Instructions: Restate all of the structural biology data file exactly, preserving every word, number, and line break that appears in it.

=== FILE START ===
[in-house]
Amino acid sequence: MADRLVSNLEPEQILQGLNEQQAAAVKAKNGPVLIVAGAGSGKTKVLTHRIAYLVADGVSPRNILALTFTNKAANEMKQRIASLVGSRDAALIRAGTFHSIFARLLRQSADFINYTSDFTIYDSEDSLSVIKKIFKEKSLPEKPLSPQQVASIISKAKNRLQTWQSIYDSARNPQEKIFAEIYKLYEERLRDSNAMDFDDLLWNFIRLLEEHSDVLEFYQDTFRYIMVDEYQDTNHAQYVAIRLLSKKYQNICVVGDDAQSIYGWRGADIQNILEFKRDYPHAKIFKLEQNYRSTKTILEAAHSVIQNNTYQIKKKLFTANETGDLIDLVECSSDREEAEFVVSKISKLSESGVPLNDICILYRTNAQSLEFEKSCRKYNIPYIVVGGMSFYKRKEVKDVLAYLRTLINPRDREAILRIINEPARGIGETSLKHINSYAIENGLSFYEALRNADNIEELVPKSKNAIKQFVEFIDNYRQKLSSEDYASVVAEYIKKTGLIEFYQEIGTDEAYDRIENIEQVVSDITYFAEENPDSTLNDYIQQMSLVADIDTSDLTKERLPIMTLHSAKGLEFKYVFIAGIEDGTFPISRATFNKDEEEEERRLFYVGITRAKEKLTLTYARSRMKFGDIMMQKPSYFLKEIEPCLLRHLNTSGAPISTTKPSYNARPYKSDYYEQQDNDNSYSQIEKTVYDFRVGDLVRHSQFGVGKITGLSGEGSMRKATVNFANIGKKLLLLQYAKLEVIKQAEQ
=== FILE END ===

[in-house]
Amino acid sequence: MADRLVSNLEPEQILQGLNEQQAAAVKAKNGPVLIVAGAGSGKTKVLTHRIAYLVADGVSPRNILALTFTNKAANEMKQRIASLVGSRDAALIRAGTFHSIFARLLRQSADFINYTSDFTIYDSEDSLSVIKKIFKEKSLPEKPLSPQQVASIISKAKNRLQTWQSIYDSARNPQEKIFAEIYKLYEERLRDSNAMDFDDLLWNFIRLLEEHSDVLEFYQDTFRYIMVDEYQDTNHAQYVAIRLLSKKYQNICVVGDDAQSIYGWRGADIQNILEFKRDYPHAKIFKLEQNYRSTKTILEAAHSVIQNNTYQIKKKLFTANETGDLIDLVECSSDREEAEFVVSKISKLSESGVPLNDICILYRTNAQSLEFEKSCRKYNIPYIVVGGMSFYKRKEVKDVLAYLRTLINPRDREAILRIINEPARGIGETSLKHINSYAIENGLSFYEALRNADNIEELVPKSKNAIKQFVEFIDNYRQKLSSEDYASVVAEYIKKTGLIEFYQEIGTDEAYDRIENIEQVVSDITYFAEENPDSTLNDYIQQMSLVADIDTSDLTKERLPIMTLHSAKGLEFKYVFIAGIEDGTFPISRATFNKDEEEEERRLFYVGITRAKEKLTLTYARSRMKFGDIMMQKPSYFLKEIEPCLLRHLNTSGAPISTTKPSYNARPYKSDYYEQQDNDNSYSQIEKTVYDFRVGDLVRHSQFGVGKITGLSGEGSMRKATVNFANIGKKLLLLQYAKLEVIKQAEQ